Comm'r of Internal Revenue

This case is not covered by Casetext's citator
Tax Court of the United States.May 31, 1951
16 T.C. 1230 (U.S.T.C. 1951)

Docket No. 27551.



G. K. Richardson, Esq., for the petitioner. James R. McGowan, Esq., for the respondent.

G. K. Richardson, Esq., for the petitioner. James R. McGowan, Esq., for the respondent.

1. Water in a well on petitioner's residential property became temporarily contaminated, so that it could not be used for four months. After the temporary condition disappeared, the use of water from the well for household purposes resumed. Held, that the petitioner has failed to prove that he sustained a loss of property under section 23(e)(3).

2. While the well was temporarily out of order, the petitioner had a new well drilled at a cost of $1,232. The well was not connected with a pump and was not used but was ready for use at any time upon the installation of a pump. Held, that the cost of drilling the new well is not deductible under section 23(e)(3).

The respondent has determined a deficiency in income tax for 1946 in the amount of $384.25. The deficiency results for the most part from the disallowance by the respondent of a deduction in the amount of $1,518.40, which represents, chiefly, the cost of drilling an artesian well on residential property owned by the petitioner. The petitioner claims deduction for an alleged casualty loss under section 23(e)(3) of the Internal Revenue Code.

The petitioner filed his return for 1946 with the collector for the district of Massachusetts.


The facts which have been stipulated are found as facts.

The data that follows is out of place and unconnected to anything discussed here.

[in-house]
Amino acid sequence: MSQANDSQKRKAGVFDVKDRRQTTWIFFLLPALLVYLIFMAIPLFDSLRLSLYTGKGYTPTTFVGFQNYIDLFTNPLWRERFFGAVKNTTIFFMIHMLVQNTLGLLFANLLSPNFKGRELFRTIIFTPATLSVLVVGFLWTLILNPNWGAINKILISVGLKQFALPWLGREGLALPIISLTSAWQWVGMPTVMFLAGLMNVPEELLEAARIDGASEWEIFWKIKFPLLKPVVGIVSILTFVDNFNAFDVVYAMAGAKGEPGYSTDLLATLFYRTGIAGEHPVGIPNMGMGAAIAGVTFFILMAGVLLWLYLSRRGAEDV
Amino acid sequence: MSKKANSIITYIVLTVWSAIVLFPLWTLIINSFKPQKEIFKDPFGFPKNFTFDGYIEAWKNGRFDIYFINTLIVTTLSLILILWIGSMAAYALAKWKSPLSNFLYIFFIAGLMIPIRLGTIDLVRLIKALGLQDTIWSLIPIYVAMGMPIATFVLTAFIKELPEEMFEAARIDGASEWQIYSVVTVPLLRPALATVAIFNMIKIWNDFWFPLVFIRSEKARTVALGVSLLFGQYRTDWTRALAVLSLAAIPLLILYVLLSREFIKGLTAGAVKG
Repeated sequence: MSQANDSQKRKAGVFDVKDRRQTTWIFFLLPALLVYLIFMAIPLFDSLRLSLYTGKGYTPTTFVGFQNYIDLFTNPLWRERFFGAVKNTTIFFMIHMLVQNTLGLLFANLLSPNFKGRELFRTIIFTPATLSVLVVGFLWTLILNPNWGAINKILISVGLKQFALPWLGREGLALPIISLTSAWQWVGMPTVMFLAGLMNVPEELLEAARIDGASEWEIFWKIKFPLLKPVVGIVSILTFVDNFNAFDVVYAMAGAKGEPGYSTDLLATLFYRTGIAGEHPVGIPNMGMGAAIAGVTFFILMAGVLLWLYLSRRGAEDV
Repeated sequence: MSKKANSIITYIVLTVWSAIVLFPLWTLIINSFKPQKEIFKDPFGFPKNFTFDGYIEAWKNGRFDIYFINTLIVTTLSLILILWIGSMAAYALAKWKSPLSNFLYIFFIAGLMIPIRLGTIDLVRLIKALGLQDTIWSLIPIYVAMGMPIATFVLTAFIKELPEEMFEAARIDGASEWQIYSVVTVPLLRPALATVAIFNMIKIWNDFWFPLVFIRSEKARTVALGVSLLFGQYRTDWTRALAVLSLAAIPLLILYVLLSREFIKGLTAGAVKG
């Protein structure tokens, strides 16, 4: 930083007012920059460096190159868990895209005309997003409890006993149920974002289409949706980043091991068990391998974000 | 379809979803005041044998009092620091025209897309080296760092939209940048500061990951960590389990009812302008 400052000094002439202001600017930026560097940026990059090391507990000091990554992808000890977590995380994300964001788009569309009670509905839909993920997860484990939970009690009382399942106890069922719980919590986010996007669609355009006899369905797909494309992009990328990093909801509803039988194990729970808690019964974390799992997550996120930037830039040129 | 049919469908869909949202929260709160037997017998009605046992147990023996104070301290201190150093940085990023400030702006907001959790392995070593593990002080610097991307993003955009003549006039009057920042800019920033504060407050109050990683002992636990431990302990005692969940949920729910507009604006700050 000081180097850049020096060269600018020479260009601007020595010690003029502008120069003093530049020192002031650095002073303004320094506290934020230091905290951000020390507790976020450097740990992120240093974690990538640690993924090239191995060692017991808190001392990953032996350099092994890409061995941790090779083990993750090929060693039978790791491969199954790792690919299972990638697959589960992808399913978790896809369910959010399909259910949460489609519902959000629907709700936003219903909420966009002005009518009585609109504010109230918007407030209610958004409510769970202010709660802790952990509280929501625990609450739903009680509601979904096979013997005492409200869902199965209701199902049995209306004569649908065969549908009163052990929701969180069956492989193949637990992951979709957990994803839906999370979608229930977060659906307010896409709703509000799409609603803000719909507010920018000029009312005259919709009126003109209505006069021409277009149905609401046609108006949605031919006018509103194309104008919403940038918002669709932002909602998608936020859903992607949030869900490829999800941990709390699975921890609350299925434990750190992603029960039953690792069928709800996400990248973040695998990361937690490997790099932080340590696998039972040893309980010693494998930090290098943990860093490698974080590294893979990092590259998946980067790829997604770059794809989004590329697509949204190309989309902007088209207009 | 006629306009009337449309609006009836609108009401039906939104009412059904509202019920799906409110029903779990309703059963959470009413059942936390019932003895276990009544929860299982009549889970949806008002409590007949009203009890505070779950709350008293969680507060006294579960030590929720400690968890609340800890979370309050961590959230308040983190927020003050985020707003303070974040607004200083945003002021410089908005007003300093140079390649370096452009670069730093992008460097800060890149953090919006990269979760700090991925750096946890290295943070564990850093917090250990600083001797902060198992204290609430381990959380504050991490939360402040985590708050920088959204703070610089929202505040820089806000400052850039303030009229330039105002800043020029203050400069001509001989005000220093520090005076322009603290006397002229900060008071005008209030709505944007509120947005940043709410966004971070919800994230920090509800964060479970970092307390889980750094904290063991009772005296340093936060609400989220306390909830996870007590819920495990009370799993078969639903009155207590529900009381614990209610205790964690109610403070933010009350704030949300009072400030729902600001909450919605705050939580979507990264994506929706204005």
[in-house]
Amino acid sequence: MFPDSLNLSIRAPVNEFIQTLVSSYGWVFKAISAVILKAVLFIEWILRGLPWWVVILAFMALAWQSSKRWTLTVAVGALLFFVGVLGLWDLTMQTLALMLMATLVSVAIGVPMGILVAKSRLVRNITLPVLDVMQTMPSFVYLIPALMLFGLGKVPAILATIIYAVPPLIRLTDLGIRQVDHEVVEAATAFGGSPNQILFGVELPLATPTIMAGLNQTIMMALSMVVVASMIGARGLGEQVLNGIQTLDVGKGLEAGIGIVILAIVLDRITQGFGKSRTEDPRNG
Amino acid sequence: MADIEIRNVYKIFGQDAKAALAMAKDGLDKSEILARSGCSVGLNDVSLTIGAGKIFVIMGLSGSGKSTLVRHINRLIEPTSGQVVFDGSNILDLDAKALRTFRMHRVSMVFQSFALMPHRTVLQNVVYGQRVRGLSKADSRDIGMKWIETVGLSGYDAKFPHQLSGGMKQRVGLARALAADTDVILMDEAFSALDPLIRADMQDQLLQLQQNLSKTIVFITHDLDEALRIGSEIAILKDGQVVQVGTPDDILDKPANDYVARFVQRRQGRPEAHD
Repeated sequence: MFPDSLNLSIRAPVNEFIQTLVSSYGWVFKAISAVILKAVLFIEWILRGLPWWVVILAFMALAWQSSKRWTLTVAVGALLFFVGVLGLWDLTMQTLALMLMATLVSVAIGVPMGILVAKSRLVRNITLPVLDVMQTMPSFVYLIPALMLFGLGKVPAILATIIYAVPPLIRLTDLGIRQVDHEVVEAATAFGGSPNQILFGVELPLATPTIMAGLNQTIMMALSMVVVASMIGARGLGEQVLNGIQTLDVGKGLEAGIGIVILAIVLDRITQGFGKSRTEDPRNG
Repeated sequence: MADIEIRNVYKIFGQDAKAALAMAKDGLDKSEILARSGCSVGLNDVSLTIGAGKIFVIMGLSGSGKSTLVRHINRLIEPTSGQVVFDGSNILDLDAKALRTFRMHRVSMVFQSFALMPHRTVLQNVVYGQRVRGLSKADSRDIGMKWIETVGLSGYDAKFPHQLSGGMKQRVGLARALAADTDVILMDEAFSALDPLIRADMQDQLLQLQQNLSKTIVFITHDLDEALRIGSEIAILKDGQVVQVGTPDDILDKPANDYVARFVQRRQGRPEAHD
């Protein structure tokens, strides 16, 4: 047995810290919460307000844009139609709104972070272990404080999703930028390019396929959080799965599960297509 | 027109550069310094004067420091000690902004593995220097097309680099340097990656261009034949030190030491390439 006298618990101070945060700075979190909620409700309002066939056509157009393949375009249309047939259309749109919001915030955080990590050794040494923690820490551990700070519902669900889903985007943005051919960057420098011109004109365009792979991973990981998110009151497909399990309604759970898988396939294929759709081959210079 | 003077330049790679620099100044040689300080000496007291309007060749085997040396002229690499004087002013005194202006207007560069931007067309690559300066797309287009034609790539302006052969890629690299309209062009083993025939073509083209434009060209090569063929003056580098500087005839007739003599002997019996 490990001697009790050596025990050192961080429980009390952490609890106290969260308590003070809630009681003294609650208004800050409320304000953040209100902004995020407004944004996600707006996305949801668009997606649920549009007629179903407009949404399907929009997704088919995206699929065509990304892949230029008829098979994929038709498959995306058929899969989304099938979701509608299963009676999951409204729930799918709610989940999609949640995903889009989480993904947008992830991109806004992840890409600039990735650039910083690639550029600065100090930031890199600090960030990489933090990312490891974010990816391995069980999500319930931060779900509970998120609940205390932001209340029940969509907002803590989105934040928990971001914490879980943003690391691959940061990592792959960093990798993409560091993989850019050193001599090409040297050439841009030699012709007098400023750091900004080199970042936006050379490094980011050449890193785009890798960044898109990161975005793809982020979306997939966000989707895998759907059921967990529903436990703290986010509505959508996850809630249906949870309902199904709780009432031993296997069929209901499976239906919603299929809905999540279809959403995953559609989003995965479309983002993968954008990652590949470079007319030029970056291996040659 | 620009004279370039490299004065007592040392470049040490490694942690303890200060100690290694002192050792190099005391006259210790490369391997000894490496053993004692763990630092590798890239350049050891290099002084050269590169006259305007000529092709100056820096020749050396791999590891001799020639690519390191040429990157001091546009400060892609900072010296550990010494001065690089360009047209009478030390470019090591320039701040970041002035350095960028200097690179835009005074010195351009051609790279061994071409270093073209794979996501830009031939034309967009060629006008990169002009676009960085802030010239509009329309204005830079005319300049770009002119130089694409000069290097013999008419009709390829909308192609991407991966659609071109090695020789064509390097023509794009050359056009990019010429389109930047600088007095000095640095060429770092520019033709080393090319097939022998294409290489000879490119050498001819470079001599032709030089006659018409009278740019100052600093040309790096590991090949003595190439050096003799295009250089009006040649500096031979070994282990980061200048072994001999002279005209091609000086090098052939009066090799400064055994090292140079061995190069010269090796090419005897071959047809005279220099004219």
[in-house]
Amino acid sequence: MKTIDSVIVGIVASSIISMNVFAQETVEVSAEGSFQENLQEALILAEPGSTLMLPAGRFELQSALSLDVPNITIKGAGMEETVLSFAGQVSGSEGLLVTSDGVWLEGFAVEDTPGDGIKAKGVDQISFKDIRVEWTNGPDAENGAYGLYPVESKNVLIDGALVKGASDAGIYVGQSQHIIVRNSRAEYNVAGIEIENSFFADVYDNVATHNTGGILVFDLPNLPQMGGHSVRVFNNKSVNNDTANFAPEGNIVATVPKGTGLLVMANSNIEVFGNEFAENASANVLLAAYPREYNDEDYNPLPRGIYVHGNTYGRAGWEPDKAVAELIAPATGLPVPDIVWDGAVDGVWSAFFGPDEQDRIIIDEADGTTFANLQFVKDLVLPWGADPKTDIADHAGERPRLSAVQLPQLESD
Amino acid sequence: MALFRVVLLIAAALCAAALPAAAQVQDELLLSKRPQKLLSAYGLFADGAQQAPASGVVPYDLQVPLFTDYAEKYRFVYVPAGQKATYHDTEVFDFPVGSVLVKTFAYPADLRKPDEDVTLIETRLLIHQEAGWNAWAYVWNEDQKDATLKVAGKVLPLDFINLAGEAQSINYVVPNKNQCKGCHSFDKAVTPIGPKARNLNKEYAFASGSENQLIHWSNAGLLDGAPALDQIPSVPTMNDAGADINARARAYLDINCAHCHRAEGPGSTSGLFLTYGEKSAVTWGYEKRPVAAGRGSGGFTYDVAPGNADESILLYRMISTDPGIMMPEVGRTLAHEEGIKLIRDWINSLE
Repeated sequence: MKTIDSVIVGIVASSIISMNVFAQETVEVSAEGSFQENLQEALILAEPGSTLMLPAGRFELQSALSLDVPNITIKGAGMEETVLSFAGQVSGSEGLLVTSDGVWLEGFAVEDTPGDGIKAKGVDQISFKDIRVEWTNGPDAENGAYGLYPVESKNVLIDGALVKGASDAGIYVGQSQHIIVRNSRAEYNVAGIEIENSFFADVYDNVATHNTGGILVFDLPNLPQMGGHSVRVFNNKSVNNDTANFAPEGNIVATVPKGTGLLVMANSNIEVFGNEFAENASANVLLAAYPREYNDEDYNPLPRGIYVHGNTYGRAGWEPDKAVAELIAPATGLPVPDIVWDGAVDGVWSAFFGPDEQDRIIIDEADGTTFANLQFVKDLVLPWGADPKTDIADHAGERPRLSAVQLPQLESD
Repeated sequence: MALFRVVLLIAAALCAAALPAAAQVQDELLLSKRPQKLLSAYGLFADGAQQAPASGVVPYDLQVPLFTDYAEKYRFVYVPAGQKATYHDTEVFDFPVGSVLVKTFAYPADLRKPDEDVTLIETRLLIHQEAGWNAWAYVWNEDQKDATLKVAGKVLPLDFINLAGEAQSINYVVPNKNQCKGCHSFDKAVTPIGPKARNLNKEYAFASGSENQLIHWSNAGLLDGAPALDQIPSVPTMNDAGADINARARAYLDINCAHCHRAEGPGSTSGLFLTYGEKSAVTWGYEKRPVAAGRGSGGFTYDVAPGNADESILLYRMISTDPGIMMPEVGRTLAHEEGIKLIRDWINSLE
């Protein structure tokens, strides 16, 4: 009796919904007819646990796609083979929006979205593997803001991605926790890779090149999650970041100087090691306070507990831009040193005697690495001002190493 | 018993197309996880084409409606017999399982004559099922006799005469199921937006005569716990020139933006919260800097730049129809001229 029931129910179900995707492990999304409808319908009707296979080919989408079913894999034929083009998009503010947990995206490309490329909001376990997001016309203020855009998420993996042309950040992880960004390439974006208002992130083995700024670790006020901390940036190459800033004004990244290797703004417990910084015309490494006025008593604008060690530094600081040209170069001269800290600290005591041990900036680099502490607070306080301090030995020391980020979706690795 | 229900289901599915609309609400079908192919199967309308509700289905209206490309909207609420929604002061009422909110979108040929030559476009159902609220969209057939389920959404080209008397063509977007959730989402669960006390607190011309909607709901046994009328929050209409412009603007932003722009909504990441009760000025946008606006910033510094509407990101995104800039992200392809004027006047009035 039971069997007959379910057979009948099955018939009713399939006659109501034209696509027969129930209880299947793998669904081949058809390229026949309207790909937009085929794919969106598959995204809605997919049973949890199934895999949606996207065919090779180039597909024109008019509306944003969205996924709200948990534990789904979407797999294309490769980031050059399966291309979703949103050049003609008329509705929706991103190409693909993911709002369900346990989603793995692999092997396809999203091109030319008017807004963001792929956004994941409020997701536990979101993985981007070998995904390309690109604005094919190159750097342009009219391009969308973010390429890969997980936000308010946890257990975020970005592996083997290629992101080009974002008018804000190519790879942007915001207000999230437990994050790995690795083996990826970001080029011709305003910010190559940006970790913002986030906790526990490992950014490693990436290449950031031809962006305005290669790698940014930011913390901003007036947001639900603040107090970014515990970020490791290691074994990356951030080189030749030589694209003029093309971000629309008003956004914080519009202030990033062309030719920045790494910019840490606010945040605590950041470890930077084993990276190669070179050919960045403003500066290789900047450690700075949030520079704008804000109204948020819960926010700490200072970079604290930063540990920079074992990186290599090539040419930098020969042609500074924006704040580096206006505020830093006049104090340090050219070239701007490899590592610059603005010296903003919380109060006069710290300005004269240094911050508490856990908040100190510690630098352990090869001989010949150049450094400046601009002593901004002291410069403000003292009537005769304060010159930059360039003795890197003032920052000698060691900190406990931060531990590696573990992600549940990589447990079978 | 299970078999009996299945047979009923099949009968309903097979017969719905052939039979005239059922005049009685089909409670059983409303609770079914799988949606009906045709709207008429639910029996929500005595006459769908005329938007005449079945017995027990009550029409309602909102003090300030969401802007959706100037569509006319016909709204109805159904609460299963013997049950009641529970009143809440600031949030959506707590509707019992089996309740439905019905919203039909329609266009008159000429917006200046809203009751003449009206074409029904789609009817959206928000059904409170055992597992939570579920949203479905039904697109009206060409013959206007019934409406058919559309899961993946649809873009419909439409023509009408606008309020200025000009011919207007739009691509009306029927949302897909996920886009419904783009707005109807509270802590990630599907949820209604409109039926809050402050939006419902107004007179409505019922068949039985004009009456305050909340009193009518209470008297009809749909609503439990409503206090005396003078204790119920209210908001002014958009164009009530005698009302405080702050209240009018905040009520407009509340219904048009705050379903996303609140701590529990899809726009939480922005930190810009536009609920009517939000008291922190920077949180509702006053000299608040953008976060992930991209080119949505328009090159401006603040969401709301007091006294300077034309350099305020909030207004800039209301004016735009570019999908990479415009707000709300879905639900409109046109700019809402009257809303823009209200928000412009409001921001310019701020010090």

During the taxable year 1946, the petitioner resided in Dover, Massachusetts, with his wife and children. He was engaged in the real estate business. The petitioner owned the property where he and his family lived. It was purchased in 1945. The petitioner paid $8,000 for the property and expended about $5,000 in 1946 for remodeling buildings on the property. The value of the property as of January 1, 1946, according to the tax assessment roll of the town of Dover was as follows: Land, $350; house and barn, $2,500; garage, $150; total $3,000. On January 1, 1947, the town officials valued the property for tax purposes as follows: Land, $350; house and barn, $3,500; garage, $150; pump outfit, $100; total $4,100.

The improvements which were located on the property in 1945, when it was purchased, included an artesian well and two cesspools, both of which were connected to the house in which the petitioner lived. In May of 1946, the petitioner hired a contractor to clean the cesspools. One of the cesspools was located about 58 feet from the well. The contractor pumped out both cesspools, and with the permission of the petitioner, he put some cleaning material, which he called a ‘solvent,‘ in them. He refused to tell the petitioner what material he put in the cesspools. The contractor did not make any repairs of the cesspools, and he did not do any work on the old well.